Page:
Computational Methods in the Digital Humanities

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CIS Distinguished Lecture Series, Feb 06, 2013, 11:00AM – 12:00PM, Wachman 447

Computational Methods in the Digital Humanities

Peter Melville Logan , Temple University

Computation is fast becoming as vital in humanistic scholarship as it already is in fields like plasma physics and climate modeling. “Digital Humanities” is a term that encapsulates all uses of computers in disciplines like History, Literature, and Anthropology, but it refers to a diverse body of practices ranging from research methodology to instruction. Research scholars are turning to topic modeling and textual encoding, spatial mapping, and talking about data visualization to ask new questions about traditional humanities materials. In the process, they are generating new knowledge about works of literature, art history, media, and even the classics. This talk introduces you to the new uses of computational methods in the humanities. We will look at four specific areas: research, theory, application development, and instruction. And we will consider the place of the digital humanities at Temple today.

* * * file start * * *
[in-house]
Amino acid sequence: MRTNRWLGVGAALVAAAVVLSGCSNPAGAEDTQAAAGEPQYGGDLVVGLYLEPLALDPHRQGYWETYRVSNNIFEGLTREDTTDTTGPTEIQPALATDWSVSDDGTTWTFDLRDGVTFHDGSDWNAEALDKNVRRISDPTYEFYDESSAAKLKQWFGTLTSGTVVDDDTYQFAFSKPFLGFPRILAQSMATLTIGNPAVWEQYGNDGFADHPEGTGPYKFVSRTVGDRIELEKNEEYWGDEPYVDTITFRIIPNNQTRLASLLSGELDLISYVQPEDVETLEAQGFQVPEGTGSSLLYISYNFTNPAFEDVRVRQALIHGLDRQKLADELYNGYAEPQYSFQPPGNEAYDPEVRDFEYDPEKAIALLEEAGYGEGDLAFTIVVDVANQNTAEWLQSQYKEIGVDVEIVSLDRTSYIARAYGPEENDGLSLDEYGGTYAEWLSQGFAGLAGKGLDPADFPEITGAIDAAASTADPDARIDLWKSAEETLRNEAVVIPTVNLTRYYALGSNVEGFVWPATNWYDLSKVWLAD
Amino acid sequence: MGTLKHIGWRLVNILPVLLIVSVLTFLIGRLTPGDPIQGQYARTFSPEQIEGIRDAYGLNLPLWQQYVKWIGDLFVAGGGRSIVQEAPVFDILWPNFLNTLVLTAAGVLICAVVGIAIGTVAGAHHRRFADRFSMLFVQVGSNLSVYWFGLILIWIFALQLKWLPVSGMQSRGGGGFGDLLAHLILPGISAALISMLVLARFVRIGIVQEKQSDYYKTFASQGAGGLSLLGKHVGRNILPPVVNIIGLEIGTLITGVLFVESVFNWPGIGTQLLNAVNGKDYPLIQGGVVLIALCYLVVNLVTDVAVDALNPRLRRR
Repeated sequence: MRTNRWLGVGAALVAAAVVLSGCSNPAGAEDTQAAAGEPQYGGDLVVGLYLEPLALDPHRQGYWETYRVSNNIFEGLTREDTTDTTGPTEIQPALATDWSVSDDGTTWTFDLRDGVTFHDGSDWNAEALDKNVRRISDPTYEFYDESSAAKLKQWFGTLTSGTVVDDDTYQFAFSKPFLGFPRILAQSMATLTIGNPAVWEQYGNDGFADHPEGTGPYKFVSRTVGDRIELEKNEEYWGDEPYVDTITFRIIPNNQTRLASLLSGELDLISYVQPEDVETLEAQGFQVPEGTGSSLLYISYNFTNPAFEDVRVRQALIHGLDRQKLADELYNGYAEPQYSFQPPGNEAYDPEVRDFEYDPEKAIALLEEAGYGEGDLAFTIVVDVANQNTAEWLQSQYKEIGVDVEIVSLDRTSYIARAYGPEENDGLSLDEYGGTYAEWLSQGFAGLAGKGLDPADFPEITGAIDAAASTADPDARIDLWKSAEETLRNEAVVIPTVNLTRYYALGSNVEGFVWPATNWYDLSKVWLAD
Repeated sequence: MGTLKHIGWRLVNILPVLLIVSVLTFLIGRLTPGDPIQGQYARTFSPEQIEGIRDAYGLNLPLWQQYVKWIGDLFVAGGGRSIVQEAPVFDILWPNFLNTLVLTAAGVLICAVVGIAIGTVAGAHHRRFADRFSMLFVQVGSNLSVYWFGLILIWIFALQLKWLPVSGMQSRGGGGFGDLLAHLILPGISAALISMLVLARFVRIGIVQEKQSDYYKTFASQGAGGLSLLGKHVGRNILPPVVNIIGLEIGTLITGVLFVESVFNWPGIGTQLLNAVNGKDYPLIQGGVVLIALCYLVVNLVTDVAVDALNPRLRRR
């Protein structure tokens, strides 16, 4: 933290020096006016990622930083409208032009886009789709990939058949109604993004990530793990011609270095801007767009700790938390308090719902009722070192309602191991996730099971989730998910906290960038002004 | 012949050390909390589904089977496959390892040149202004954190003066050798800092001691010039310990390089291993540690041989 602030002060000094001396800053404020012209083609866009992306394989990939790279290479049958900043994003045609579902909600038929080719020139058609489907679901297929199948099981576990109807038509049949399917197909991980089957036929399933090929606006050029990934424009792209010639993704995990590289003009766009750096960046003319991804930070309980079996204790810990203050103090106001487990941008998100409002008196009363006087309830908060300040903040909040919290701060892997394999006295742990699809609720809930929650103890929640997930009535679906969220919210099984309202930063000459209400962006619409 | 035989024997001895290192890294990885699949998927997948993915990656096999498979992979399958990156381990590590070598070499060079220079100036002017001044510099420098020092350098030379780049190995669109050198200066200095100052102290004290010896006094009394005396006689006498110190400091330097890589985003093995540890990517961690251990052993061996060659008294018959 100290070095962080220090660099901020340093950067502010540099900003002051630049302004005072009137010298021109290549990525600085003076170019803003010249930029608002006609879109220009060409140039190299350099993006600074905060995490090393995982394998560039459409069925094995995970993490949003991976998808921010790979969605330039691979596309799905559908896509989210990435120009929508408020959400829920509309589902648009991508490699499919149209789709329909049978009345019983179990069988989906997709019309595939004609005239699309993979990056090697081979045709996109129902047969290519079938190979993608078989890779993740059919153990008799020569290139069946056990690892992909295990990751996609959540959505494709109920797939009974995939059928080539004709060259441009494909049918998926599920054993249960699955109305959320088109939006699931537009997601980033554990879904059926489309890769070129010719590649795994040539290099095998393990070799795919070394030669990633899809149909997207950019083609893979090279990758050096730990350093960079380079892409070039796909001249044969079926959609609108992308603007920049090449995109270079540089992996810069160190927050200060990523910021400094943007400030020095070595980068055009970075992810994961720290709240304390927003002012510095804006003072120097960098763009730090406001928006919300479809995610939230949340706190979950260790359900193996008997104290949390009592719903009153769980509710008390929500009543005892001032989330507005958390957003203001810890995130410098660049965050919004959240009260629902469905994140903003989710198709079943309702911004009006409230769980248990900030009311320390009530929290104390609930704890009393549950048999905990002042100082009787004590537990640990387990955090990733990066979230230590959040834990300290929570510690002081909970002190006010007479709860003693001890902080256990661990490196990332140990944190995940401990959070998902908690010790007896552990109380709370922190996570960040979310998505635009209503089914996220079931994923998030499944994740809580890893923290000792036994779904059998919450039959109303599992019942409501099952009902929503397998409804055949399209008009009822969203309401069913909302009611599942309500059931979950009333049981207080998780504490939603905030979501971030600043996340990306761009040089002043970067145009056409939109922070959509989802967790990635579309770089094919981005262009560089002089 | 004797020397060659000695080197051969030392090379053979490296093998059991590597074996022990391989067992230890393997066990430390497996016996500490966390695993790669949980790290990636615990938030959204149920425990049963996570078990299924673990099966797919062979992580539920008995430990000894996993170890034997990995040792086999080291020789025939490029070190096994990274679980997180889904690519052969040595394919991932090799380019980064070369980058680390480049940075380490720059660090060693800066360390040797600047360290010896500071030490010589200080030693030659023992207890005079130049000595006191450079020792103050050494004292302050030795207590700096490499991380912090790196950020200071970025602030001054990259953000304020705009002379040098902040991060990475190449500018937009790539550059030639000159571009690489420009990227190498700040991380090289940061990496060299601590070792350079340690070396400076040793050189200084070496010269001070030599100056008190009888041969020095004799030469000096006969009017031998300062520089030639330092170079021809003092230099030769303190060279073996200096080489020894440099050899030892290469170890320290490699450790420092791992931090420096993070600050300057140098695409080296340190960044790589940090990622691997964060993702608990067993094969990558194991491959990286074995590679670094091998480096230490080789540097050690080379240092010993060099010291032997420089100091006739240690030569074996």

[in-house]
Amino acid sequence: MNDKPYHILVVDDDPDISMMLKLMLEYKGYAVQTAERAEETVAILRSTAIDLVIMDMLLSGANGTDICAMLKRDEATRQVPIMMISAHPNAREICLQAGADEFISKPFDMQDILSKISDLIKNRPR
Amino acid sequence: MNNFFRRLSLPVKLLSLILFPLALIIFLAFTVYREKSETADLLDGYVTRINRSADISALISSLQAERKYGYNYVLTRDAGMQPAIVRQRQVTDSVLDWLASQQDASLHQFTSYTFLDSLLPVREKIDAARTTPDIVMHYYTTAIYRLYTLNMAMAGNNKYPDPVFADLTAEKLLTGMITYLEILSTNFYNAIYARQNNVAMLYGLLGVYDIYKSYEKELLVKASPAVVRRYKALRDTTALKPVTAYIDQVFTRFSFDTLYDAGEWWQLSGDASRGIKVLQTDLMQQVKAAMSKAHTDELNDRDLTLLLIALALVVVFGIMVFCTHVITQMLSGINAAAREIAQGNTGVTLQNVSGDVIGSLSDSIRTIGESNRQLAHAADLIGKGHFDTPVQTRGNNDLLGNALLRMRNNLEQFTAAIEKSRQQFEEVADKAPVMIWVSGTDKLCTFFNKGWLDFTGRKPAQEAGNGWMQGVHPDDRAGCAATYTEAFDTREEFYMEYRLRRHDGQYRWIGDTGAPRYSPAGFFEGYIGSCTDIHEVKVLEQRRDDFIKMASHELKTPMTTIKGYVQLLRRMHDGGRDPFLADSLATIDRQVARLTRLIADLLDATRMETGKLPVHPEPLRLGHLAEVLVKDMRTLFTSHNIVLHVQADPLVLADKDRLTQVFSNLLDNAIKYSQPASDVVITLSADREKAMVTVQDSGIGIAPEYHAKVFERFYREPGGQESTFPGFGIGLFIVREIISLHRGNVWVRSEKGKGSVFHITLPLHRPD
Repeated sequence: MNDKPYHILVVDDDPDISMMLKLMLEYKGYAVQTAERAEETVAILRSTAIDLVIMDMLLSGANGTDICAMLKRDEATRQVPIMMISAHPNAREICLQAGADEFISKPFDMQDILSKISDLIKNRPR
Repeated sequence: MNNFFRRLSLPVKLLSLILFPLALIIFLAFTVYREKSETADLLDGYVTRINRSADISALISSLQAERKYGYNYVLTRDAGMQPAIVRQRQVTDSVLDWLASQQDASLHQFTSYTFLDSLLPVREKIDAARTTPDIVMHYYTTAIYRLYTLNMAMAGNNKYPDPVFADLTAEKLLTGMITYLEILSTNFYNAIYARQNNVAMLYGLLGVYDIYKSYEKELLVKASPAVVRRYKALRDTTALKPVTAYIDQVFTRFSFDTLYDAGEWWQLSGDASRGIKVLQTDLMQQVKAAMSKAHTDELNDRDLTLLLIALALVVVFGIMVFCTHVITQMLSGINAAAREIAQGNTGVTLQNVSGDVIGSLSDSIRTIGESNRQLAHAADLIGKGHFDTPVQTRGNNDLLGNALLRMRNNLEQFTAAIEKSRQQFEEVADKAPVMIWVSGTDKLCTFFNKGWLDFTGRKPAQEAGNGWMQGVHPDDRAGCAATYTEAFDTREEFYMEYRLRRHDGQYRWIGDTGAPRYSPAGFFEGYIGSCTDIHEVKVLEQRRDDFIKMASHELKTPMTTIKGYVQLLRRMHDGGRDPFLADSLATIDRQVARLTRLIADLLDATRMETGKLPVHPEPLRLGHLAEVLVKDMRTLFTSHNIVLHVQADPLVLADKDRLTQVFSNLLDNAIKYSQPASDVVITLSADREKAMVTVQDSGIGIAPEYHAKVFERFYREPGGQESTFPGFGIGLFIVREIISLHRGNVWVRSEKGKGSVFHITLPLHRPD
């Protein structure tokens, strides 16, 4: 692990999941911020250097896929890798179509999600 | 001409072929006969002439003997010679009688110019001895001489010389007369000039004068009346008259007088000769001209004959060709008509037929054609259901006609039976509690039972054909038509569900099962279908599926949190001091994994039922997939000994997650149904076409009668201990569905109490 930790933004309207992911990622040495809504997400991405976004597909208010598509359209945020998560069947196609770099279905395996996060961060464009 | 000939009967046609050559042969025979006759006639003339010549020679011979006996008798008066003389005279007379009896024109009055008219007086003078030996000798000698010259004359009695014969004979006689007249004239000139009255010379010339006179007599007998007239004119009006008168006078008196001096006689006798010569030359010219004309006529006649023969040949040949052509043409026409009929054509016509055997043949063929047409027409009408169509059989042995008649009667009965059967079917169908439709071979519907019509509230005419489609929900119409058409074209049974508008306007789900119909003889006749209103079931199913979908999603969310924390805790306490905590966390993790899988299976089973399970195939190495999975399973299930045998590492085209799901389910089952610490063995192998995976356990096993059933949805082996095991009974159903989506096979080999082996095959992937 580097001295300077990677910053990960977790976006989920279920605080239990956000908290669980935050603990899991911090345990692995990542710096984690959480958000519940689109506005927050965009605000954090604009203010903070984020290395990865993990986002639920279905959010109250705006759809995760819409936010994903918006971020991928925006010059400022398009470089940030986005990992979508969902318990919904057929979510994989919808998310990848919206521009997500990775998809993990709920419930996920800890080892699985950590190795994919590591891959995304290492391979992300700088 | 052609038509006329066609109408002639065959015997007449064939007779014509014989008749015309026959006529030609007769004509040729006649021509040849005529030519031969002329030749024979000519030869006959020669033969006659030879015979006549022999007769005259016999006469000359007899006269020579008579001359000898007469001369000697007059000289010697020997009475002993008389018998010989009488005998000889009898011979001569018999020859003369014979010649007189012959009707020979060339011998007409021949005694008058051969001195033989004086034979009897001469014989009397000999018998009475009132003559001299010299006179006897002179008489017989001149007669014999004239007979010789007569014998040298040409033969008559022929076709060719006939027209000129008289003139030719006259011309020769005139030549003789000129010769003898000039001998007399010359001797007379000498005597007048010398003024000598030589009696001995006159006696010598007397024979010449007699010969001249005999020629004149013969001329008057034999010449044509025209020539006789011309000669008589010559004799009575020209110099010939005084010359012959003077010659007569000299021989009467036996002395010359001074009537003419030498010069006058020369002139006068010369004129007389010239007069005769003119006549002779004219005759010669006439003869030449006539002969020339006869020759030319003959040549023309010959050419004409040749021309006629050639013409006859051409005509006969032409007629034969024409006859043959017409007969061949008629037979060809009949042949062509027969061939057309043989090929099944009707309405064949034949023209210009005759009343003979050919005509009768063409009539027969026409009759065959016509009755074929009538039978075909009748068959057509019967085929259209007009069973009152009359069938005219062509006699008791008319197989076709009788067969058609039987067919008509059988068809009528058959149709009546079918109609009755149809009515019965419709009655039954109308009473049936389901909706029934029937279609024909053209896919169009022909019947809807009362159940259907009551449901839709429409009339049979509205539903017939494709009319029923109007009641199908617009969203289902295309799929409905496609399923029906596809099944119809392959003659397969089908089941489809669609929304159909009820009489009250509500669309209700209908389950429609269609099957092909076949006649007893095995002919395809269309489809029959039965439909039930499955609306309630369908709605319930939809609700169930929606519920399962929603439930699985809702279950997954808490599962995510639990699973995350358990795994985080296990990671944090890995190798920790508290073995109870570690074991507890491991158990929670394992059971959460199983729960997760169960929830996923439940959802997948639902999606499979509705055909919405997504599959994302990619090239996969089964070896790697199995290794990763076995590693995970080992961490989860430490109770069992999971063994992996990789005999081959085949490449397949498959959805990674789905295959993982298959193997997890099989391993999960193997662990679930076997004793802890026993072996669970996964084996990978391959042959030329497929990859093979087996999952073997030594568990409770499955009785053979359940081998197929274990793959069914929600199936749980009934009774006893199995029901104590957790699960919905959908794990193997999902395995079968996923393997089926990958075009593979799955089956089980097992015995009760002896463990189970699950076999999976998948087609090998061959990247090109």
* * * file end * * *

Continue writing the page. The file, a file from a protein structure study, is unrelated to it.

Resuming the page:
Dr. Peter Melville Logan is the Director of the Center for the Humanities, and Professor of English at Temple University.